The fatty acids in fish have seen ups and downs in medical trials. Early studies pointed to all sorts of benefits, particularly for heart conditions. In two early landmark trials in people who’d had a heart attack, omega-3s reduced the risk of further cardiovascular problems by around 20 percent.
But while initially positive, trials have since gone both ways, particularly in the randomized clinical trials that are the gold standard of medical research.
The fats found in fish — omega-3 polyunsaturated fatty acids — fall into two major categories: docosahexaenoic acid (DHA) and eicosapentaenoic acid (EPA). Another type of omega-3 fat, alpha-linolenic acid (ALA), is found in nuts, seeds, and oils. Though they may help reduce inflammation, ALAs have shown much less promising results for heart conditions.
The American Heart Association recommends eating fish twice a week, and choosing those high in omega-3s, such as wild salmon, herring, trout, and sardines. (The Environmental Working Group has a handy reference chart comparing omega-3 and mercury levels in popular types of seafood, including recommendations for pregnancy.) You could also ask your doctor for a prescription fish oil supplement — the safest way to ensure a standard dose.
Where trials largely do seem to agree: omega-3s reduce triglycerides (at doses of at least 2 grams per day) and arrhythmia, a form of dangerously irregular heartbeat. Statins may make them unnecessary, at least in men: one analysis found omega-3s helped reduce cardiovascular conditions only in those who weren’t already taking a statin; men made up nearly 80 percent of that study. Since both have blood-thinning effects, check with your doctor if you’re on these medications and find you’re bleeding or bruising easily — she may suggest dropping omega-3s.
Yet other definitive effects are still unclear. Two recent trials, both published in the New England Journal of Medicine, grabbed headlines, but they may not have been methodologically sound.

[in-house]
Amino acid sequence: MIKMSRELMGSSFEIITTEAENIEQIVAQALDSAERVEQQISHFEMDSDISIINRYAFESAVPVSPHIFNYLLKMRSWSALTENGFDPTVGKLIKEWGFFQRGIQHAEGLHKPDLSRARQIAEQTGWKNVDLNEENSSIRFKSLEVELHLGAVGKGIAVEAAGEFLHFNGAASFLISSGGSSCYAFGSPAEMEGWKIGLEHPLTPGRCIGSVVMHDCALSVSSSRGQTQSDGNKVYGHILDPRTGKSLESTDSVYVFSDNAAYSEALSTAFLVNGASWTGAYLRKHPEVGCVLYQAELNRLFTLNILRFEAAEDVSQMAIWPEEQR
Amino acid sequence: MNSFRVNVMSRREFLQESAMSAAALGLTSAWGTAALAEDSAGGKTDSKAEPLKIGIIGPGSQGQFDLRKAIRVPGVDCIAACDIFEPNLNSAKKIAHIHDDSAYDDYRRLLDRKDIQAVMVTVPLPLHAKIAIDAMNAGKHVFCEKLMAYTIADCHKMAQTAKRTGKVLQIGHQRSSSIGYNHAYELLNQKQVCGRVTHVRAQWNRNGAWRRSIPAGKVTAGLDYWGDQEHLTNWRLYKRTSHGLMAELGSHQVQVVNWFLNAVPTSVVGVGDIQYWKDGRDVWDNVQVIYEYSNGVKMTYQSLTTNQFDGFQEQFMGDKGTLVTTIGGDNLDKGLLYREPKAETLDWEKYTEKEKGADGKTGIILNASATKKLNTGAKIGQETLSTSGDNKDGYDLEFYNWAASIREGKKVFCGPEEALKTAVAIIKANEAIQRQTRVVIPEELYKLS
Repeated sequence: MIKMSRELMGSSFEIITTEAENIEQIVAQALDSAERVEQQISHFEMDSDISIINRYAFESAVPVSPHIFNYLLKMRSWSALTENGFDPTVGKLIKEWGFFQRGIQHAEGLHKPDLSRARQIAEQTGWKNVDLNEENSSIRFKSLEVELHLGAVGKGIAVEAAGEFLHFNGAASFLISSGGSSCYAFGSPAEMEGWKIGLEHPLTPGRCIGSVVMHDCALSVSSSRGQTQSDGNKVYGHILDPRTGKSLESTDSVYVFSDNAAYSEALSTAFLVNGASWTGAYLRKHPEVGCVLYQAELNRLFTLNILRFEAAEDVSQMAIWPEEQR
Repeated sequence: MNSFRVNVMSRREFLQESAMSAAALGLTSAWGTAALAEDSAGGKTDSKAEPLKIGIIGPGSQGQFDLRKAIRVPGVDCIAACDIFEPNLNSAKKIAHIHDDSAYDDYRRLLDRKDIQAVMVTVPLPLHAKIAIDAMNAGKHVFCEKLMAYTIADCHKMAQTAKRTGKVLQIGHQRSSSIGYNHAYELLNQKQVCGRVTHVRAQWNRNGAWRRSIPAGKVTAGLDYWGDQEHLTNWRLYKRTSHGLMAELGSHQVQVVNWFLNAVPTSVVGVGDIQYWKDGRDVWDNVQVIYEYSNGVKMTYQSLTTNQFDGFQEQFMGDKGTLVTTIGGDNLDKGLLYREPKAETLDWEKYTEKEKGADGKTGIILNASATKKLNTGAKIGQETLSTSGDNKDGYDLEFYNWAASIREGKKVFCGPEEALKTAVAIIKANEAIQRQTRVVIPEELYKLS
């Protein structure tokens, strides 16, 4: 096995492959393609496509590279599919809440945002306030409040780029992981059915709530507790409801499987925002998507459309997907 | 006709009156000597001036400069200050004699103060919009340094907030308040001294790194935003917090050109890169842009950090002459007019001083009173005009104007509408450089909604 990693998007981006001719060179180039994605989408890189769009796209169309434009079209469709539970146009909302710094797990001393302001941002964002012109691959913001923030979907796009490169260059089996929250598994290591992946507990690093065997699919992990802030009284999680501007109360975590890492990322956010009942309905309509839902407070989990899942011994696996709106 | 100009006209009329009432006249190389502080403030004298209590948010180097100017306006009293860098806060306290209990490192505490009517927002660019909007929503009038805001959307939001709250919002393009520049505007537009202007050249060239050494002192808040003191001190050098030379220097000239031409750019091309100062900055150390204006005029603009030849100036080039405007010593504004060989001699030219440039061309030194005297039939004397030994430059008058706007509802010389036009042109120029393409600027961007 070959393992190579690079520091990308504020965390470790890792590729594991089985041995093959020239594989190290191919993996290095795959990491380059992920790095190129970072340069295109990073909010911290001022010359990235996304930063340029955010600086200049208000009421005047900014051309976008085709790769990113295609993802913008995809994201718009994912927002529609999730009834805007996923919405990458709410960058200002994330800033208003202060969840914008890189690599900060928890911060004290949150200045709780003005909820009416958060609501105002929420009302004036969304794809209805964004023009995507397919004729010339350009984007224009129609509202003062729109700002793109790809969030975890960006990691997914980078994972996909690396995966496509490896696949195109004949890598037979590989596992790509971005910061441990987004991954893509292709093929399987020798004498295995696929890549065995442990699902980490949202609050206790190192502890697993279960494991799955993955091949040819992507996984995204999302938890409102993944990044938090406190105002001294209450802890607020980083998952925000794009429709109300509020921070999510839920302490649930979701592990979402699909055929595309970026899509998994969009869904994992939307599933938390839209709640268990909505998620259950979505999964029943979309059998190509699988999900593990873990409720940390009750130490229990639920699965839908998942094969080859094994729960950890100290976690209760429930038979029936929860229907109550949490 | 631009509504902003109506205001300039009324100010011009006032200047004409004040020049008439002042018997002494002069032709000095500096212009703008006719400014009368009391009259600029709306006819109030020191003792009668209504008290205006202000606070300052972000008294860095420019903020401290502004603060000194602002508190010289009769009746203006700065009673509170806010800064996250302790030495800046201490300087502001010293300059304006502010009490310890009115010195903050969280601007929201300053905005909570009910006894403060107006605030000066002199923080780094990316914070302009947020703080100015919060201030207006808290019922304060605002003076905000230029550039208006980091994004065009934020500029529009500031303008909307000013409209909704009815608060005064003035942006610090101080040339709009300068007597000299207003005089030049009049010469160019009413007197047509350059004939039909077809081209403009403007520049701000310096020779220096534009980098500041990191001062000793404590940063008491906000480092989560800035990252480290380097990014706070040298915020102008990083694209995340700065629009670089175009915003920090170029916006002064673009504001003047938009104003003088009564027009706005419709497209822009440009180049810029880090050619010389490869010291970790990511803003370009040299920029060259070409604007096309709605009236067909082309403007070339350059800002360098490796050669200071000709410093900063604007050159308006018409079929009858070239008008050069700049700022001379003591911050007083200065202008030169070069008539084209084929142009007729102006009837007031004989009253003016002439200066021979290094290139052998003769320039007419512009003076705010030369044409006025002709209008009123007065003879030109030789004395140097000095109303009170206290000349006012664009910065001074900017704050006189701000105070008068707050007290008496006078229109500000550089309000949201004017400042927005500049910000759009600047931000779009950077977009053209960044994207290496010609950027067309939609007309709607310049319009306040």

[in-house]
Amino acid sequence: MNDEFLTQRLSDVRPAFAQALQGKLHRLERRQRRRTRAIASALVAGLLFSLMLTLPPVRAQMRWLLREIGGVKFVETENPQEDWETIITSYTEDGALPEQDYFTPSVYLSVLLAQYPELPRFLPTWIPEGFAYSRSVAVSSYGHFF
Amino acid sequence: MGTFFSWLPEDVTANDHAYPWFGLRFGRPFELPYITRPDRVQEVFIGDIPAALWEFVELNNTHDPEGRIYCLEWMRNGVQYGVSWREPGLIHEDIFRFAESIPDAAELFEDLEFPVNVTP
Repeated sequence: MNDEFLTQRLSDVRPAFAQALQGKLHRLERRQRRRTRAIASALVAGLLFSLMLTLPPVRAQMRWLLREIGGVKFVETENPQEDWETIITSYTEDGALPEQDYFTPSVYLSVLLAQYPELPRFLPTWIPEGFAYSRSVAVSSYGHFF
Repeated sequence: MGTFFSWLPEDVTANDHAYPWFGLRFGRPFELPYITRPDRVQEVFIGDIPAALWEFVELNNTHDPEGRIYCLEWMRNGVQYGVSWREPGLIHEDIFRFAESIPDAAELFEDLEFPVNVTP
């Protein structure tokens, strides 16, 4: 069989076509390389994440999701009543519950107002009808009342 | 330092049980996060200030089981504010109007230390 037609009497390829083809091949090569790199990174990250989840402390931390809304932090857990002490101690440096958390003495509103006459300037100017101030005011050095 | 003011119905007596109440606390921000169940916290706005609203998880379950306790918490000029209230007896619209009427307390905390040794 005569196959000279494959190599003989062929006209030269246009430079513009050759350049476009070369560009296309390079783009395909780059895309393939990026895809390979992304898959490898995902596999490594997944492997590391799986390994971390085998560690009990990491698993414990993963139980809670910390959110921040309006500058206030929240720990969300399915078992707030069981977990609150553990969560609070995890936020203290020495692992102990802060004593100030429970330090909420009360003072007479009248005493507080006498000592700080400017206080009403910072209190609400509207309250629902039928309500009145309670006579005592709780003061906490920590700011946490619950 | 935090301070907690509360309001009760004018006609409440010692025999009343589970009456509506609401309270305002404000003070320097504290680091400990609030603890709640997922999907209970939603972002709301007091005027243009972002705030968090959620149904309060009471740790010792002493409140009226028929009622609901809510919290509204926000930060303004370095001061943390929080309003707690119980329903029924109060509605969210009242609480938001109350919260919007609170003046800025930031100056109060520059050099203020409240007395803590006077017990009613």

The Risk and Prevention Study compared a supplement containing EPA and DHA to what researchers termed a placebo — which was olive oil — in more than 12,000 Italians. When participants in both treatment arms saw cardiovascular benefits at virtually equal rates, the researchers concluded omega-3s had no effect.
It’s an odd conclusion. A true placebo against omega-3s would be something like a sugar pill — not a dose of another fat we know is highly beneficial. Instead, the study may have shown that omega-3s and olive oil simply have similar effects.
Omega-3s did reduce hospital admissions for heart failure and triglycerides, in line with previous research. The omega-3s also seemed to help women, who made up about 40 percent of participants, more than men — reducing their risk of death or hospital admission for cardiovascular conditions by 18 percent. It could be that omega-3s are uniquely helpful for women: the researchers note that these results are consistent with another study, which included a majority of women, that found EPA alone reduced serious cardiovascular conditions in those with high cholesterol — even though the women were also taking a statin.
Another large study — the Outcome Reduction with an Initial Glargine Intervention, or ORIGIN, trial — also used olive oil as a placebo. Not surprisingly, this trial saw remarkably similar results, this time finding no benefit for people with diabetes or diabetes risk factors but improved cardiovascular profiles in both groups over six years.
What may be the mother of all omega-3 studies is expected to be publish in 2017. The Vitamin D and Omega-3 Trial, or VITAL, run by Harvard Medical School professor JoAnn Manson, MD, is tracking 25,000 people — including more than 5,000 African Americans — who have been taking vitamin D, omega-3s, both, or placebo for five years. Unlike previous trials, which focused on those who’d had a heart attack or were at risk for one, all are relatively healthy. VITAL researchers hope it will finally provide definitive answers about whether these supplements help prevent heart conditions and cancer. Expect it to make headlines.
July 08, 2016
Janet O’Dell, RN